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What will the Donald mean for energy?

Trump's energy policy is long on ambition, short on detail. The market and technology will remain the biggest drivers anyway

President-elect Donald Trump has promised to "drain the swamp" in Washington DC, sue a bunch of his critics, build relations with Russia and a wall on the Mexican border, and turf out millions of undocumented immigrants. He's minded to start a trade war with China. It could be a bumpy few years for the US and the world.

Many American oilmen cheered the Donald's victory - especially those who share his scepticism about climate change. But the contours of his energy policy are still uncertain. In spite of round the clock campaigning for nearly two years, including speeches at two separate oil and gas conferences, he never fleshed out much of an agenda. In the weeks after his election, his transition team as done a little better, offering some themes.

Trump will take charge with a tailwind behind him. Thanks to surging domestic output, net crude imports have fallen by a quarter during Barack Obama's tenure, to around 7.3m barrels a day. In gas, the US will become a net exporter as soon as 2017. Trump will also inherit a shale industry that is on the mend, ready to profit from Opec's efforts to lift prices.

On the supply side, Trump hopes to unleash new oil and gas production by cutting regulations and opening new areas to drilling-an old Republican cry "drill baby drill" come true.

But he will find that there isn't much regulation to cut beyond the margins. Most drilling rules and permitting issues are handled at the state and local level. Even so, his view of methane emissions from wellheads and pipelines might enthuse some drillers.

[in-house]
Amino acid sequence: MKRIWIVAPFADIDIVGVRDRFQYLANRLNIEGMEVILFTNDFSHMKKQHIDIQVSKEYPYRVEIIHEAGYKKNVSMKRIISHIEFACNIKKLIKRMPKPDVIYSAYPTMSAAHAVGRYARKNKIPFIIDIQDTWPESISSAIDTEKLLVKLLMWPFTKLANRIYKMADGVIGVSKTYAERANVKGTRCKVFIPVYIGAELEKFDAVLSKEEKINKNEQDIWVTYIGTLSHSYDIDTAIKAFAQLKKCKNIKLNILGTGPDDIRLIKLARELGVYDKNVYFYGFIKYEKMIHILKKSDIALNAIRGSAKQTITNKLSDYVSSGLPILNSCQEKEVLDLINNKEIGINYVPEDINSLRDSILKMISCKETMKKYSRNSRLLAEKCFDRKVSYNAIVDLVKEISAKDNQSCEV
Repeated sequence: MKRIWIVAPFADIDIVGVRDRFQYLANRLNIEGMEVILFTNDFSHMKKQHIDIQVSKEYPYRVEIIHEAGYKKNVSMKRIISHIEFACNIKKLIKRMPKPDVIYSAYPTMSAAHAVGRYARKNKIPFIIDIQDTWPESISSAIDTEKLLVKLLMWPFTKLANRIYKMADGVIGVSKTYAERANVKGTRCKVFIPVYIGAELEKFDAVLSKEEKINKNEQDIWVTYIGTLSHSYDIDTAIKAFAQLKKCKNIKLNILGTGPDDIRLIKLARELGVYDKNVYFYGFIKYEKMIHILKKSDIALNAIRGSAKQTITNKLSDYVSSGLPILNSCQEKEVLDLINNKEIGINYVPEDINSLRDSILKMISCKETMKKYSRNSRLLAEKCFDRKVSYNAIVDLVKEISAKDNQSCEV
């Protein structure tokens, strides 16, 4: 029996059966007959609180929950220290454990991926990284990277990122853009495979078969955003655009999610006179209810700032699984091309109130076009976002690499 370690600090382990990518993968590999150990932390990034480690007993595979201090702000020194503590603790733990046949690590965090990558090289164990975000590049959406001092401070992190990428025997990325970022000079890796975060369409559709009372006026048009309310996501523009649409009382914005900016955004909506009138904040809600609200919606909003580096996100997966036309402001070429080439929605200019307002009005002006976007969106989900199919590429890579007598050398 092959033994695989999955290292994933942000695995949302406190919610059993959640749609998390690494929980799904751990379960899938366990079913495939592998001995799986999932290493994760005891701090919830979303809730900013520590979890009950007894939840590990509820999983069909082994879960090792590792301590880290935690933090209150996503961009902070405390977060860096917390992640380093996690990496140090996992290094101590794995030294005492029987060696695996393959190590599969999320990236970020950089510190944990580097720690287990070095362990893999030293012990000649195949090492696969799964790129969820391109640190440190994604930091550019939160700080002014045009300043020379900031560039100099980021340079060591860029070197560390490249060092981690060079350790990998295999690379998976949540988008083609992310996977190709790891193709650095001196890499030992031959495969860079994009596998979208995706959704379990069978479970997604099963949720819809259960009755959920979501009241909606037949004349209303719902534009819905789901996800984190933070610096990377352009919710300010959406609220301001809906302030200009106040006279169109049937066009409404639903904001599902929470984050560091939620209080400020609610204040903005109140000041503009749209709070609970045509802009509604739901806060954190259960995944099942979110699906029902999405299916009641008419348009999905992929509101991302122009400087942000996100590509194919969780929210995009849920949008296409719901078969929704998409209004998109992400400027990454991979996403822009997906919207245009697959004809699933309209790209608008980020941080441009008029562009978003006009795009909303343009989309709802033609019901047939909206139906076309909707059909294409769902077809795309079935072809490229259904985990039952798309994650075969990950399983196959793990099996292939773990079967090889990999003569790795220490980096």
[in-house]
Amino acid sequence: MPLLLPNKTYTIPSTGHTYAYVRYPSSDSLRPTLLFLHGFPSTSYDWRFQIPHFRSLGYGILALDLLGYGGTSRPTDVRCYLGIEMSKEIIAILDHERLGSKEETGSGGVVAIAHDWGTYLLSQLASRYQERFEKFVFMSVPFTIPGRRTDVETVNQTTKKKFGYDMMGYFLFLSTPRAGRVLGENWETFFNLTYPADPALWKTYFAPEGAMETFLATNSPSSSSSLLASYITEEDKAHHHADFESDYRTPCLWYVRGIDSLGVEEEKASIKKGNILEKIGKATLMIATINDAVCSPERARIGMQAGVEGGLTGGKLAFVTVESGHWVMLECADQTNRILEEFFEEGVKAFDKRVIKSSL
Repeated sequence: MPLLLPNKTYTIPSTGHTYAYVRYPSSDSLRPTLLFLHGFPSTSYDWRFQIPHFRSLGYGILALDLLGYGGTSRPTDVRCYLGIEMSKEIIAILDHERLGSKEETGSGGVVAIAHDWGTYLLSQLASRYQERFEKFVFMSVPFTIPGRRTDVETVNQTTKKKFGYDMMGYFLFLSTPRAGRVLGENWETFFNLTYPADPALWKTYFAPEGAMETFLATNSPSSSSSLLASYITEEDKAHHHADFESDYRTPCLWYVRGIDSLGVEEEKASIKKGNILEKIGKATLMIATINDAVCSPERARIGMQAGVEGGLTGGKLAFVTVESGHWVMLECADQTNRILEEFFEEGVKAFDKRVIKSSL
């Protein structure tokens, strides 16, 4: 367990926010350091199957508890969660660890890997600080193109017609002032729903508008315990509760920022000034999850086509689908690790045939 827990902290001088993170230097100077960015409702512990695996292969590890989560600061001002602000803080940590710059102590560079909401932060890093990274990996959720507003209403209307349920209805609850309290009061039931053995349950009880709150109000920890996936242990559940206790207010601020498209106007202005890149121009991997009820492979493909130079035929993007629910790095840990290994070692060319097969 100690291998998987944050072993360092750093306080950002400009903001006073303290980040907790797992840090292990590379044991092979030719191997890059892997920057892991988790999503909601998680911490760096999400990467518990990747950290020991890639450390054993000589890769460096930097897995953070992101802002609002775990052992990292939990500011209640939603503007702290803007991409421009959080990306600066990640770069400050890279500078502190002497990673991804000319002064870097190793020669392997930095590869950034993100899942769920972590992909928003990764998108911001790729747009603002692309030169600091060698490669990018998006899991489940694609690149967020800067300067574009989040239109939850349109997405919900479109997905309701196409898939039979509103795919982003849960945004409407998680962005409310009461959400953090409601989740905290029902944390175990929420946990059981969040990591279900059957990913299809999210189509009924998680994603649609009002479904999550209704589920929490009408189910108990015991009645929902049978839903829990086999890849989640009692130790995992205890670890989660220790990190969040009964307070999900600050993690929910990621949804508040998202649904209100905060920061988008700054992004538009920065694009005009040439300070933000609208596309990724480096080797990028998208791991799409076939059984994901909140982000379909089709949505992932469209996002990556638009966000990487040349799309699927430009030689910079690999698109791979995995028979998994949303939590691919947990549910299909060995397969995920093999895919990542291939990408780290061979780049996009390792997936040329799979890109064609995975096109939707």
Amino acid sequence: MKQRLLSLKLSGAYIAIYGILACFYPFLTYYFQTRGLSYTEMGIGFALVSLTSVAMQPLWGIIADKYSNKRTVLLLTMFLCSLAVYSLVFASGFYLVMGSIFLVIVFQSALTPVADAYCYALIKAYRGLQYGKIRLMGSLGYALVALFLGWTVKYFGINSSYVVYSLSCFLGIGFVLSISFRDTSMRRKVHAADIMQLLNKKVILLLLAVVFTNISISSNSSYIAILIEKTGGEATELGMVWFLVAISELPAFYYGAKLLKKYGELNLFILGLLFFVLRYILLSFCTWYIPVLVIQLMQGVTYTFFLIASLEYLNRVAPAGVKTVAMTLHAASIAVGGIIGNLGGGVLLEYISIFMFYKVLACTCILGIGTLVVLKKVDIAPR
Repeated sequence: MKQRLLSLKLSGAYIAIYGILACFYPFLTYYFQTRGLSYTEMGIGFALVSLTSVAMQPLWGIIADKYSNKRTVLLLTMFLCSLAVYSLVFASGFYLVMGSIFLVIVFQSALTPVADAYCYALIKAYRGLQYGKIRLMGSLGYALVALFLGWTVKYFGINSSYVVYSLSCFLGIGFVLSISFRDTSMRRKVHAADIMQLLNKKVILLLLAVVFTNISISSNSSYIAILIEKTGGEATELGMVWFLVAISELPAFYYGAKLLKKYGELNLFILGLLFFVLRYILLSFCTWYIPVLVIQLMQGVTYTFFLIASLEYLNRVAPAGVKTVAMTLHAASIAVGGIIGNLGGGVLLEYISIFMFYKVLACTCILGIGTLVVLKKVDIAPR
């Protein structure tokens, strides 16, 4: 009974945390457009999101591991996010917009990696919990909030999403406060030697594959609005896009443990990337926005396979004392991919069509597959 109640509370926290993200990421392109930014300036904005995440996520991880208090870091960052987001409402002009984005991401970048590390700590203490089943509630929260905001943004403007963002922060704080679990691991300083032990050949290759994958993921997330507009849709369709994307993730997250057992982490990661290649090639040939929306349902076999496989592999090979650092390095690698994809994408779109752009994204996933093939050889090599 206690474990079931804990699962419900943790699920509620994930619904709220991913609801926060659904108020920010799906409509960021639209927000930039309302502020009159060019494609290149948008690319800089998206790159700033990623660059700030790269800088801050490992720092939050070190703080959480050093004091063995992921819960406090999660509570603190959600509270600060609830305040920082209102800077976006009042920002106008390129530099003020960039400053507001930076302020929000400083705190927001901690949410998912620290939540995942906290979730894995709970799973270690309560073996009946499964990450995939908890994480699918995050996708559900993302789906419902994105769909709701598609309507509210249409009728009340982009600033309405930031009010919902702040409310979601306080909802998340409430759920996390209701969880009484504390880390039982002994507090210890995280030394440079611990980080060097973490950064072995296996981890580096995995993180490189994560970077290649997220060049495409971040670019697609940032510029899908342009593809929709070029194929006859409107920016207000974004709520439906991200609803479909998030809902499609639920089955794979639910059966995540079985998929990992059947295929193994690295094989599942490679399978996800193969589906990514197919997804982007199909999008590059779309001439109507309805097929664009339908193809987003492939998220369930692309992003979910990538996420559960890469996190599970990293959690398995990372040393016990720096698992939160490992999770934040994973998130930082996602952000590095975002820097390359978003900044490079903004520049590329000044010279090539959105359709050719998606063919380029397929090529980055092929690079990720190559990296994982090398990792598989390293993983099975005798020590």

Trump will have much more leeway to open new drilling areas. His initial focus will be huge areas of federal onshore lands in the western states.

But the US isn't short of promising acreage, especially in shale, so it's not obvious that unleashing more federal territory will trigger a land rush, at least in the short term. The industry likes the idea, though. Expect Trump also to allow drilling in eastern offshore areas and the Arctic.

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Trump says looser rules - a "bonfire of regulations" - will generate new wealth. But like his predecessors, he'll find he can fluff the industry from the White House all he likes, but markets, prices and technology will drive energy supply. Oil output fell every year of George W Bush's time in office, when both the presidency and vice presidency were held by former oil executives, before soaring under Obama. Neither administration can take the blame or credit. The oil price can-and it will-keep its sway over US drilling activity. Still, break-even prices might, in theory, fall if red tape is peeled off.

Pipeline builders will find a welcoming environment in Trump's Washington. They've struggled to get projects past strong opposition from green groups. But Trump's transition team swears to "streamline the permitting process for all energy projects". The president-elect's planned infrastructure spending spree should also be positive for the sector.

First on the agenda will be Keystone XL (KXL). Trump wants TransCanada to reapply for a permit to build the pipeline from Canada's oil sands to the US Gulf. Early in his campaign, he vaguely demanded the US get a better deal in exchange for greenlighting the project. In practice that might mean KXL reserves capacity for US producers. Within hours of the election, TransCanada said it might restart the permitting process.

Yet since Obama spurned KXL, TransCanada has shifted its focus to another big Canadian project, Energy East. Canada's government has also approved another pipeline to the west coast; and the US is hardly desperate for more foreign oil anyway. Approving the KXL would, though, firmly show that a much more oil-friendly man was in the Oval Office. Strong support from the Trump administration could also clear the way for more than a dozen major gas pipeline projects to link the Marcellus shale with New England markets.